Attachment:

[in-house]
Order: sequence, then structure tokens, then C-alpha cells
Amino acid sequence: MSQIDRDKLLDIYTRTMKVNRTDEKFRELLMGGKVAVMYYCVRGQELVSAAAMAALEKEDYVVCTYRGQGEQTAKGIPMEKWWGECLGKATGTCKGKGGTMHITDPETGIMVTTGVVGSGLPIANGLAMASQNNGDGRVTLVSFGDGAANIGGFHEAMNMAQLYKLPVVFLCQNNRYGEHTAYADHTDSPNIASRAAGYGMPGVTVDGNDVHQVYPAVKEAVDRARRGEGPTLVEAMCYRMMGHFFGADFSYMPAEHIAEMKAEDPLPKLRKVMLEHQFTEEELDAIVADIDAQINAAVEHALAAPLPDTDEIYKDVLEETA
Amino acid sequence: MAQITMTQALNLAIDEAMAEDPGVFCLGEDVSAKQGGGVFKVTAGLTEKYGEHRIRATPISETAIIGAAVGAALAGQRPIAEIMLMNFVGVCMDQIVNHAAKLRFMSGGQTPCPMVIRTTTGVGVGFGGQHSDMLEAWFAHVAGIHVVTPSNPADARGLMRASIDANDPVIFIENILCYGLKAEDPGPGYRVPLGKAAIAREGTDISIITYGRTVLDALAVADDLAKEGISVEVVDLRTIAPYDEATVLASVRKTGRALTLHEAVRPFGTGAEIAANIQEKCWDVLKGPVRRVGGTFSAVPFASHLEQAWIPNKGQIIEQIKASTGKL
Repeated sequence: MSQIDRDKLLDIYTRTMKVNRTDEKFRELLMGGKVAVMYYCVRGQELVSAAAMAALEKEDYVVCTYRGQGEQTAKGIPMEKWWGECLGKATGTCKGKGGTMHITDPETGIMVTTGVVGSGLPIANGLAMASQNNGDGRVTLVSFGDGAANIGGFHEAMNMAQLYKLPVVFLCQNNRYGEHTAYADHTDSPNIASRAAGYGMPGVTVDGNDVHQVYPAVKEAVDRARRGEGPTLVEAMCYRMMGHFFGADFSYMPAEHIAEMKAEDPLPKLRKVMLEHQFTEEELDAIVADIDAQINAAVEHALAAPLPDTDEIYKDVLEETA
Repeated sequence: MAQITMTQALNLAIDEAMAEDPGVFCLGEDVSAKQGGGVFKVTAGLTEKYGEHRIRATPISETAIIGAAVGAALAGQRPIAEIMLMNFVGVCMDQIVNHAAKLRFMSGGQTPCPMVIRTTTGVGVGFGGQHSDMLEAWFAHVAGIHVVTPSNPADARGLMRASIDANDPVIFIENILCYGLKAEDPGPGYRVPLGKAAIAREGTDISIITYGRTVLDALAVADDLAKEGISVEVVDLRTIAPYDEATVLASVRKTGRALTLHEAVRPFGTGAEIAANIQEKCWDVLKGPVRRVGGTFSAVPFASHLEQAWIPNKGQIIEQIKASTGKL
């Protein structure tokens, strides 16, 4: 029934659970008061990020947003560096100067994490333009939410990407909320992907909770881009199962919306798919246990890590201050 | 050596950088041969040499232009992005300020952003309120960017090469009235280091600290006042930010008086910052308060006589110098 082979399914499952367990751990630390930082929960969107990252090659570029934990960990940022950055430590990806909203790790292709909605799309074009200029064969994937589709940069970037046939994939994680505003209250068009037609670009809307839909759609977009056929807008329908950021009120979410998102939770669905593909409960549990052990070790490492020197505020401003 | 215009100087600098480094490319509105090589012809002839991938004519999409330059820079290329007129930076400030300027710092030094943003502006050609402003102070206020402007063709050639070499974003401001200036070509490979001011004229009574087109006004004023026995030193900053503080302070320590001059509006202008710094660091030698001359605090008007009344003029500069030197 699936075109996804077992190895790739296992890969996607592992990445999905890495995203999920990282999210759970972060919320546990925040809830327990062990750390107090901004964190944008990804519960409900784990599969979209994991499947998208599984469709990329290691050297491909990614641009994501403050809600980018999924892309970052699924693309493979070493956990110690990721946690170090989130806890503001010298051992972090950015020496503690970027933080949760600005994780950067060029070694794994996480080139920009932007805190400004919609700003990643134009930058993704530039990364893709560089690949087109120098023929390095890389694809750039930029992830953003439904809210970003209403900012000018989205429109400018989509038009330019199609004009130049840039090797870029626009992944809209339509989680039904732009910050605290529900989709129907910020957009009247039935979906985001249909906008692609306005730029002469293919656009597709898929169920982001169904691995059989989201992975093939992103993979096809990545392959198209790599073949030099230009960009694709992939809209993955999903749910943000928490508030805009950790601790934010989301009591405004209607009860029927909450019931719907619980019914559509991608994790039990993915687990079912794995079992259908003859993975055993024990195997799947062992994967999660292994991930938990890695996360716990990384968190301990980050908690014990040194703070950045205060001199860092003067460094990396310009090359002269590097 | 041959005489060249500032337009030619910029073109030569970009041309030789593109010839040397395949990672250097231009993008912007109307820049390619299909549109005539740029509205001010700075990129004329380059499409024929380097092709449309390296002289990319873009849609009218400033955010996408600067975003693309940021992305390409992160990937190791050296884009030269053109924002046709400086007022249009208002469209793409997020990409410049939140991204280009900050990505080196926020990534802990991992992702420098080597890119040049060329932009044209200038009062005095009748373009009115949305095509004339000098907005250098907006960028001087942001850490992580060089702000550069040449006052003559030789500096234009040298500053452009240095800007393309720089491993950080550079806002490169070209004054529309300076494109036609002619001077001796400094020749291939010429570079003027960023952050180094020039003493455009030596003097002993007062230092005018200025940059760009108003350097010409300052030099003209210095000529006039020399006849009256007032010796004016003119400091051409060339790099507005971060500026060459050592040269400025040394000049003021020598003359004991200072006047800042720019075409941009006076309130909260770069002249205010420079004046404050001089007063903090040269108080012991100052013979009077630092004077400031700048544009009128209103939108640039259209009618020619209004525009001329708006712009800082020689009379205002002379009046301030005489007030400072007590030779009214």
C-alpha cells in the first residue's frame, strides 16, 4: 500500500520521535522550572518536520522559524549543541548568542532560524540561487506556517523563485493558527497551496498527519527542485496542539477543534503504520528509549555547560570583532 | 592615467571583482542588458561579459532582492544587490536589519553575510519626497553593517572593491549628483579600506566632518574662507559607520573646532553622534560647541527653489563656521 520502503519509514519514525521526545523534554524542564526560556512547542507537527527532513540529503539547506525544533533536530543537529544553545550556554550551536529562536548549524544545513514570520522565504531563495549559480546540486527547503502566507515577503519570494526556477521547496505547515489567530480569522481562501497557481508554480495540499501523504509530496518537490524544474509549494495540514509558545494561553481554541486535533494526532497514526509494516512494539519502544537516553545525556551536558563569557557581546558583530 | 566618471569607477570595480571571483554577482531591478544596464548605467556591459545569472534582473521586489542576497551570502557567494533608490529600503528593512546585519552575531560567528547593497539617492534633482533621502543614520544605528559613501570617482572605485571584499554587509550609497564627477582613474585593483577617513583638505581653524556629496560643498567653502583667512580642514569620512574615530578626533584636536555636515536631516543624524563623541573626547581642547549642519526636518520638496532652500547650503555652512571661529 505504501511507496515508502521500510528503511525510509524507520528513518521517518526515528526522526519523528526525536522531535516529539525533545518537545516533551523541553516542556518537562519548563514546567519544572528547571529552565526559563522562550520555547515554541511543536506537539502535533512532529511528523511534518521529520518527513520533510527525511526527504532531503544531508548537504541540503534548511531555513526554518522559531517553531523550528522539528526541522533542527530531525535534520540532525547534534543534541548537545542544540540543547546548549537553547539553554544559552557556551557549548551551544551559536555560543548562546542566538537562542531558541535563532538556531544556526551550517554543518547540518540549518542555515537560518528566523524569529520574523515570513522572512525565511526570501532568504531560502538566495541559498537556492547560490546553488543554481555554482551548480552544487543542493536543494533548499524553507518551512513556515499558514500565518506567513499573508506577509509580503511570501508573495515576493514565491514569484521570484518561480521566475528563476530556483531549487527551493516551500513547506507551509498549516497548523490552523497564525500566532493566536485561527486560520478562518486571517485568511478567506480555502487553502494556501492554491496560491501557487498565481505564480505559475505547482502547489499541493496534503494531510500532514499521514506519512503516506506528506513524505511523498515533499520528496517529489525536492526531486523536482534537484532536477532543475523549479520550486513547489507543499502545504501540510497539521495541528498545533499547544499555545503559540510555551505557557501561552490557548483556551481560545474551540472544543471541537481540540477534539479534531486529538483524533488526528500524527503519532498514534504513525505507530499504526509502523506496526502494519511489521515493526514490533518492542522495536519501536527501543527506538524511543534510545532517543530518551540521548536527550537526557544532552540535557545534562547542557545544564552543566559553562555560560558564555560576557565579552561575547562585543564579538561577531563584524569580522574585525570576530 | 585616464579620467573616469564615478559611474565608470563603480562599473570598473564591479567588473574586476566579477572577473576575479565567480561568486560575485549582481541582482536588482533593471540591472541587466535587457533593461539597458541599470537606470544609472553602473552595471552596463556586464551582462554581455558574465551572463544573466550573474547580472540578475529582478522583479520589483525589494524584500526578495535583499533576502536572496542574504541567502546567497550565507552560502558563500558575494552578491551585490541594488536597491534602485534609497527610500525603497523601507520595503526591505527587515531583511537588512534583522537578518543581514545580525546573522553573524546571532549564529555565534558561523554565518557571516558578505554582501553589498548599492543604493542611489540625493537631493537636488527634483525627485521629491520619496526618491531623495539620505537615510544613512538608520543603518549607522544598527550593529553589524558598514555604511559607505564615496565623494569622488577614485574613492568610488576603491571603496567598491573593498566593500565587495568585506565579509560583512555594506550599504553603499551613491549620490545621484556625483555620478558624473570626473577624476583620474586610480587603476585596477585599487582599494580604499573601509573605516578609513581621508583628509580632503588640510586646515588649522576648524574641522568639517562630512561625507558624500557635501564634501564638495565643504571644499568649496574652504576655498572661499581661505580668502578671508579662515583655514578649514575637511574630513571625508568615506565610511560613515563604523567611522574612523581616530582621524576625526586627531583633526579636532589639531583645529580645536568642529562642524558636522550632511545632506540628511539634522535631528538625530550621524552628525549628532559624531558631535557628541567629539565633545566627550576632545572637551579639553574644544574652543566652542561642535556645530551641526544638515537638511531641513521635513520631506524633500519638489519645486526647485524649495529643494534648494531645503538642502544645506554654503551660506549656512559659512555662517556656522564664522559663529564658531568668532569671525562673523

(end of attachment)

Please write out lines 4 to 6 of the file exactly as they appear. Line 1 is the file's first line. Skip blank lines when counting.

Amino acid sequence: MAQITMTQALNLAIDEAMAEDPGVFCLGEDVSAKQGGGVFKVTAGLTEKYGEHRIRATPISETAIIGAAVGAALAGQRPIAEIMLMNFVGVCMDQIVNHAAKLRFMSGGQTPCPMVIRTTTGVGVGFGGQHSDMLEAWFAHVAGIHVVTPSNPADARGLMRASIDANDPVIFIENILCYGLKAEDPGPGYRVPLGKAAIAREGTDISIITYGRTVLDALAVADDLAKEGISVEVVDLRTIAPYDEATVLASVRKTGRALTLHEAVRPFGTGAEIAANIQEKCWDVLKGPVRRVGGTFSAVPFASHLEQAWIPNKGQIIEQIKASTGKL
Repeated sequence: MSQIDRDKLLDIYTRTMKVNRTDEKFRELLMGGKVAVMYYCVRGQELVSAAAMAALEKEDYVVCTYRGQGEQTAKGIPMEKWWGECLGKATGTCKGKGGTMHITDPETGIMVTTGVVGSGLPIANGLAMASQNNGDGRVTLVSFGDGAANIGGFHEAMNMAQLYKLPVVFLCQNNRYGEHTAYADHTDSPNIASRAAGYGMPGVTVDGNDVHQVYPAVKEAVDRARRGEGPTLVEAMCYRMMGHFFGADFSYMPAEHIAEMKAEDPLPKLRKVMLEHQFTEEELDAIVADIDAQINAAVEHALAAPLPDTDEIYKDVLEETA
Repeated sequence: MAQITMTQALNLAIDEAMAEDPGVFCLGEDVSAKQGGGVFKVTAGLTEKYGEHRIRATPISETAIIGAAVGAALAGQRPIAEIMLMNFVGVCMDQIVNHAAKLRFMSGGQTPCPMVIRTTTGVGVGFGGQHSDMLEAWFAHVAGIHVVTPSNPADARGLMRASIDANDPVIFIENILCYGLKAEDPGPGYRVPLGKAAIAREGTDISIITYGRTVLDALAVADDLAKEGISVEVVDLRTIAPYDEATVLASVRKTGRALTLHEAVRPFGTGAEIAANIQEKCWDVLKGPVRRVGGTFSAVPFASHLEQAWIPNKGQIIEQIKASTGKL